I either sat upon the wall rail or stood upon the cement pier on the ocean side of the rail keeping hold of my rod. Giddeon and Adam would maneuver around the pier and atop the boulders casting out and than relaxing waiting anxiously for a bite. Adam finally hooked into something big but it broke his line shortly after he tried to reel it in. Just after that Giddeon had hooked into a fish also. He had first thought he had a snag as he tried dislodging the sunken hook. The line all of a sudden went slack. He started reeling in the line when the line all of a sudden tightened and the rod bent and line shot out of the reel and rod eyes into the darkness. The line finally broke with the suddenness of it all. When he got the rest of the line in he could feel the abrasions upon the line and figured the snag he thought he had at first could have been a shark.
My own fishing consisted of reeling in my bait where the sardine’s stomach was eaten out or I was just left with the sardines head on the end of the hook and no fish to show for it. I was told there were crabs in the water and most likely were feeding on my offering.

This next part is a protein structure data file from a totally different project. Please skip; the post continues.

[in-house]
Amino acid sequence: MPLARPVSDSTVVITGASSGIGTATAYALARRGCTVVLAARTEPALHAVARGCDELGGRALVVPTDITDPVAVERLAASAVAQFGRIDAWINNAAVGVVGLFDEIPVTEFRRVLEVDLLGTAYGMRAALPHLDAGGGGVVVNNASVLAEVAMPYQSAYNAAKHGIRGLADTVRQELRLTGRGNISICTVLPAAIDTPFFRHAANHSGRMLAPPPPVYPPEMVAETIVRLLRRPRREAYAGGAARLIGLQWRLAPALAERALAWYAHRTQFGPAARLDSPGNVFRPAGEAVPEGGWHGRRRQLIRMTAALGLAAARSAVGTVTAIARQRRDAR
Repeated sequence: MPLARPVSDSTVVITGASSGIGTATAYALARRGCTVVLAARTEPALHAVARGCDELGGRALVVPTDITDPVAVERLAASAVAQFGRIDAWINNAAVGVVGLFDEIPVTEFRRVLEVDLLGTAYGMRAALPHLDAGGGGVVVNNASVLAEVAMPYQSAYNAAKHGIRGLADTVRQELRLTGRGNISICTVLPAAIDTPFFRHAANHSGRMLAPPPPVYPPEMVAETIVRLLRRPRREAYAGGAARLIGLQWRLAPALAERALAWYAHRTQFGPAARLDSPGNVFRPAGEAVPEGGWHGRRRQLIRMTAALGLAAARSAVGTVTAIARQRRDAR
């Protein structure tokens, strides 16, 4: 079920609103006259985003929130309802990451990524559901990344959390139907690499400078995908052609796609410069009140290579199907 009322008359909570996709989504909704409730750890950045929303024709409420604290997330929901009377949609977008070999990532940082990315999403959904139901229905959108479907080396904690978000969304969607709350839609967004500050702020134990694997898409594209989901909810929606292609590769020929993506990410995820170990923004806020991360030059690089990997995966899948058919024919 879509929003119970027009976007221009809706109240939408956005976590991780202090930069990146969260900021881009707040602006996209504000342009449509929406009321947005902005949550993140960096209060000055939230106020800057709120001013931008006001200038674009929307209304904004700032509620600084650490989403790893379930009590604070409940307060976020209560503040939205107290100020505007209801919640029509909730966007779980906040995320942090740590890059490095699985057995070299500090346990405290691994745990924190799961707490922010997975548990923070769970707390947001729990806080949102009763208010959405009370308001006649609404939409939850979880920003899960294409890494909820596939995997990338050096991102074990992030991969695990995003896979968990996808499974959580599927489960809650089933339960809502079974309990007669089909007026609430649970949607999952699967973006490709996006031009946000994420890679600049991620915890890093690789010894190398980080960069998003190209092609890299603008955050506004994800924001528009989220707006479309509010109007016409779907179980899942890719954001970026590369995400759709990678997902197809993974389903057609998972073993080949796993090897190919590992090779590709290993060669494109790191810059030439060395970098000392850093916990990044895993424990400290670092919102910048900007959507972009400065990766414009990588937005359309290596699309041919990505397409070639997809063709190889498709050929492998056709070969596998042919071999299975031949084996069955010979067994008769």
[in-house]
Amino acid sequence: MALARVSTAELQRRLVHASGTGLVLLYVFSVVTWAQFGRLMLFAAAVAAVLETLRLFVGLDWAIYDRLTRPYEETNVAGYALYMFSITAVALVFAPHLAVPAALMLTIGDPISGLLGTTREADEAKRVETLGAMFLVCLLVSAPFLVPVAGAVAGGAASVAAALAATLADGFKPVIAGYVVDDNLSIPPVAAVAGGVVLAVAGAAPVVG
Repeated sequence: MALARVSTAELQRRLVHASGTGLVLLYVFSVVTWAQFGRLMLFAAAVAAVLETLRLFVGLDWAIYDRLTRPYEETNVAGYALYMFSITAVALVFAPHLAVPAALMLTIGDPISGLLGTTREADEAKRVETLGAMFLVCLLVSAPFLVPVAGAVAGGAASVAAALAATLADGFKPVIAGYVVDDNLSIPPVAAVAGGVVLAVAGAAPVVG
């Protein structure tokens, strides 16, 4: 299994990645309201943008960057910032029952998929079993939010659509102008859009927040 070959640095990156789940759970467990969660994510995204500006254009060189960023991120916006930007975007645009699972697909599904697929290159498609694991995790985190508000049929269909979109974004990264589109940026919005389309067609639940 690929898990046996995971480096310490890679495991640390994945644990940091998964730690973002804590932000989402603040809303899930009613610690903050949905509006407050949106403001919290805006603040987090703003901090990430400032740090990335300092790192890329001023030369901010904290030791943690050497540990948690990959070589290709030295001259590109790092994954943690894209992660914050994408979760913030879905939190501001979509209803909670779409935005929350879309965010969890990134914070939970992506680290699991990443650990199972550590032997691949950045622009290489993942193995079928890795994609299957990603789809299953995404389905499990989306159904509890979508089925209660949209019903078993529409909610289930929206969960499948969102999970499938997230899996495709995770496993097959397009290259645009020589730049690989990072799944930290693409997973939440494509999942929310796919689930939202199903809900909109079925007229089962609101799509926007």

We fished into the night until about 1:00am. The wind got stronger and the waves bigger. I looked at my son now and then wondering when he and Adam were ready to call it quits.
I sit here now remembering watching my son Giddeon sit there upon the boulder, his baseball cap on backwards, as he looked out into the ocean. I remember watching his muscular frame and broad shoulders each time he would cast the heavy thick ocean rod. It brings me back, recalling, when I would watch his small boyish broad shoulder frame casting and sitting along the bank of a small trout stream here in Pennsylvania.
The time spent with him that evening wasn’t just about fishing at all!